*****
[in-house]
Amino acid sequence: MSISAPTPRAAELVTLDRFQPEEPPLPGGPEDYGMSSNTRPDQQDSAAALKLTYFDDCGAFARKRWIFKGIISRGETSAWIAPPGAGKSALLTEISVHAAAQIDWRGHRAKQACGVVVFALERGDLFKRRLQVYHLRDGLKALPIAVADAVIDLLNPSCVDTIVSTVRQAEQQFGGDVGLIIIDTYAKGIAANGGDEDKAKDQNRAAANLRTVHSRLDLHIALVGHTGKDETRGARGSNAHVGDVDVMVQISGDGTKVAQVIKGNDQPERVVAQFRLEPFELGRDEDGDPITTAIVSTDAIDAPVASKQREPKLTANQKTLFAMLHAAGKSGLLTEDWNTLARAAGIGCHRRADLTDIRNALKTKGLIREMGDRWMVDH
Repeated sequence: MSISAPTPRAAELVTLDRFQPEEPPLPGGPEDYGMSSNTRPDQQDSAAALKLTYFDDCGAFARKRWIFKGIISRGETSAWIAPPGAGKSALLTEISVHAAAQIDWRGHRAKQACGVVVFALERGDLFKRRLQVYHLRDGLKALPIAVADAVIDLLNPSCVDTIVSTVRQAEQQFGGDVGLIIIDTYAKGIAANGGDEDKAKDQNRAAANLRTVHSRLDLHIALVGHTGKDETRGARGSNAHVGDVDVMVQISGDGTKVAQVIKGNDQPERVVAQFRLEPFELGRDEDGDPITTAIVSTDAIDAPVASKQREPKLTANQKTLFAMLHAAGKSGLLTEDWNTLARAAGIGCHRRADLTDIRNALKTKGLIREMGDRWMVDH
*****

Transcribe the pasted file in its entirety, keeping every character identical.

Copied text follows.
[in-house]
Amino acid sequence: MSISAPTPRAAELVTLDRFQPEEPPLPGGPEDYGMSSNTRPDQQDSAAALKLTYFDDCGAFARKRWIFKGIISRGETSAWIAPPGAGKSALLTEISVHAAAQIDWRGHRAKQACGVVVFALERGDLFKRRLQVYHLRDGLKALPIAVADAVIDLLNPSCVDTIVSTVRQAEQQFGGDVGLIIIDTYAKGIAANGGDEDKAKDQNRAAANLRTVHSRLDLHIALVGHTGKDETRGARGSNAHVGDVDVMVQISGDGTKVAQVIKGNDQPERVVAQFRLEPFELGRDEDGDPITTAIVSTDAIDAPVASKQREPKLTANQKTLFAMLHAAGKSGLLTEDWNTLARAAGIGCHRRADLTDIRNALKTKGLIREMGDRWMVDH
Repeated sequence: MSISAPTPRAAELVTLDRFQPEEPPLPGGPEDYGMSSNTRPDQQDSAAALKLTYFDDCGAFARKRWIFKGIISRGETSAWIAPPGAGKSALLTEISVHAAAQIDWRGHRAKQACGVVVFALERGDLFKRRLQVYHLRDGLKALPIAVADAVIDLLNPSCVDTIVSTVRQAEQQFGGDVGLIIIDTYAKGIAANGGDEDKAKDQNRAAANLRTVHSRLDLHIALVGHTGKDETRGARGSNAHVGDVDVMVQISGDGTKVAQVIKGNDQPERVVAQFRLEPFELGRDEDGDPITTAIVSTDAIDAPVASKQREPKLTANQKTLFAMLHAAGKSGLLTEDWNTLARAAGIGCHRRADLTDIRNALKTKGLIREMGDRWMVDH